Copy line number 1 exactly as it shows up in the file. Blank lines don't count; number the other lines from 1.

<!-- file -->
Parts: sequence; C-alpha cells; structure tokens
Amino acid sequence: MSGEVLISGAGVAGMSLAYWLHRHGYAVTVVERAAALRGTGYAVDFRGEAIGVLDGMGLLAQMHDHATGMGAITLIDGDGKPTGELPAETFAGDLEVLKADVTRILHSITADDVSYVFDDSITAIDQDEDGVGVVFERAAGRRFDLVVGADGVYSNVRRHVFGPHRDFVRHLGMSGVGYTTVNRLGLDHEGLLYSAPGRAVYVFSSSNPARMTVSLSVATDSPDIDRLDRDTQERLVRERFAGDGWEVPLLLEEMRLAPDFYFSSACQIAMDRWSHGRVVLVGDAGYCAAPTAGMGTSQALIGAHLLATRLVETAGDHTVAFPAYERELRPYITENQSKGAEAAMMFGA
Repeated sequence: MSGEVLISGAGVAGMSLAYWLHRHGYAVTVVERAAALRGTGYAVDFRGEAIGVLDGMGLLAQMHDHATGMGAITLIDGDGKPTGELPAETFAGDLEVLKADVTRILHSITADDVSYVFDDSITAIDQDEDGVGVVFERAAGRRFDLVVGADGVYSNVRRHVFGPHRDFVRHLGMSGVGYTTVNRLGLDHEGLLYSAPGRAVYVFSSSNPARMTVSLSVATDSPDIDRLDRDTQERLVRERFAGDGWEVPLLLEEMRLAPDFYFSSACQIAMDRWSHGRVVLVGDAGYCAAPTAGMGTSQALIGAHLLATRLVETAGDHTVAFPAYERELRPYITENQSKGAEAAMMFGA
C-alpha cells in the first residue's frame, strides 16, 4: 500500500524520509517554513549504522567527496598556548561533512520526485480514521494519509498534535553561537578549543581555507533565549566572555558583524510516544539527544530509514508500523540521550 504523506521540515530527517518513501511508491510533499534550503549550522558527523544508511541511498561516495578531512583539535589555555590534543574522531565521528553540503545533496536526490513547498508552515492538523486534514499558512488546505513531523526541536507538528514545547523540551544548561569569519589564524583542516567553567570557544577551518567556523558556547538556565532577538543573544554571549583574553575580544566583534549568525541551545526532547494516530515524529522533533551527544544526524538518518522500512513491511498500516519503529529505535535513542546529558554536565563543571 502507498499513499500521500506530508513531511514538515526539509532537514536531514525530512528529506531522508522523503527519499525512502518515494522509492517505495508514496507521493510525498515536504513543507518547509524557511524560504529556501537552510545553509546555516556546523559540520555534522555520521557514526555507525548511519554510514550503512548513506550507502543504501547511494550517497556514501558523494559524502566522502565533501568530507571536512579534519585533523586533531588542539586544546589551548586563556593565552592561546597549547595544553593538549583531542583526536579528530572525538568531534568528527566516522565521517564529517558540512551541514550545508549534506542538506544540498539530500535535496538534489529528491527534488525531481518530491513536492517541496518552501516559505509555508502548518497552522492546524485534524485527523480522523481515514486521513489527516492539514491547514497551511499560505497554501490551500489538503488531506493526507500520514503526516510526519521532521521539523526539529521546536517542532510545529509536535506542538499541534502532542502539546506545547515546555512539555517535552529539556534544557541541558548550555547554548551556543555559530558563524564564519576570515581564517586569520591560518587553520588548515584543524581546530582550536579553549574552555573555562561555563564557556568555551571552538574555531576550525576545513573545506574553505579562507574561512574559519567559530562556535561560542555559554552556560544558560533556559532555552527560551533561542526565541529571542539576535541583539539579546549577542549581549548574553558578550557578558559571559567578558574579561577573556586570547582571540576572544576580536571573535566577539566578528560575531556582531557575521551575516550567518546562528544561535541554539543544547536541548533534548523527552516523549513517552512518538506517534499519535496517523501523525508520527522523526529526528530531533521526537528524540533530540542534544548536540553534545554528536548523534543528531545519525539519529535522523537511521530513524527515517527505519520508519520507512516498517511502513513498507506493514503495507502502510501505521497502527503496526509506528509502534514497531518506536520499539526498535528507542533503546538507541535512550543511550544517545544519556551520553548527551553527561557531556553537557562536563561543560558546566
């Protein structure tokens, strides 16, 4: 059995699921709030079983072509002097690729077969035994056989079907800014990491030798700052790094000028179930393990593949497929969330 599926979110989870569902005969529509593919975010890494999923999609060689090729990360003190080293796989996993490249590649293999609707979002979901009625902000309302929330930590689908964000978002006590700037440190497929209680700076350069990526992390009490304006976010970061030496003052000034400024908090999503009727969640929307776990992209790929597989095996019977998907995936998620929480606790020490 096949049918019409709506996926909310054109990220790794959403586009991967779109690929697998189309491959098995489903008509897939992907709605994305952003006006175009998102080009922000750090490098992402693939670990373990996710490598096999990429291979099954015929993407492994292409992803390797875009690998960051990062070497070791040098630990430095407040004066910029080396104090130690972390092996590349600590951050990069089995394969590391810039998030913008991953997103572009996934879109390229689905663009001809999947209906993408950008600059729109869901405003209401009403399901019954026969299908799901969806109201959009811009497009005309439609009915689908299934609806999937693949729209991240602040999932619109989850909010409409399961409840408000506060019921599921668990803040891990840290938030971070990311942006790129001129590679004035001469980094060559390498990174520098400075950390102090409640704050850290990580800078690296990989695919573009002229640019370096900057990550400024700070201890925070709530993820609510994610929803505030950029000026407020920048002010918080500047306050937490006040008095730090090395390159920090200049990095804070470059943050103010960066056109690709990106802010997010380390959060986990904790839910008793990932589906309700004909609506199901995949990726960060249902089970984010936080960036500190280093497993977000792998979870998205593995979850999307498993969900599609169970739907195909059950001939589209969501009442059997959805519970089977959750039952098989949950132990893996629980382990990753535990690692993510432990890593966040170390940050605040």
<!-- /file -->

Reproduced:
Parts: sequence; C-alpha cells; structure tokens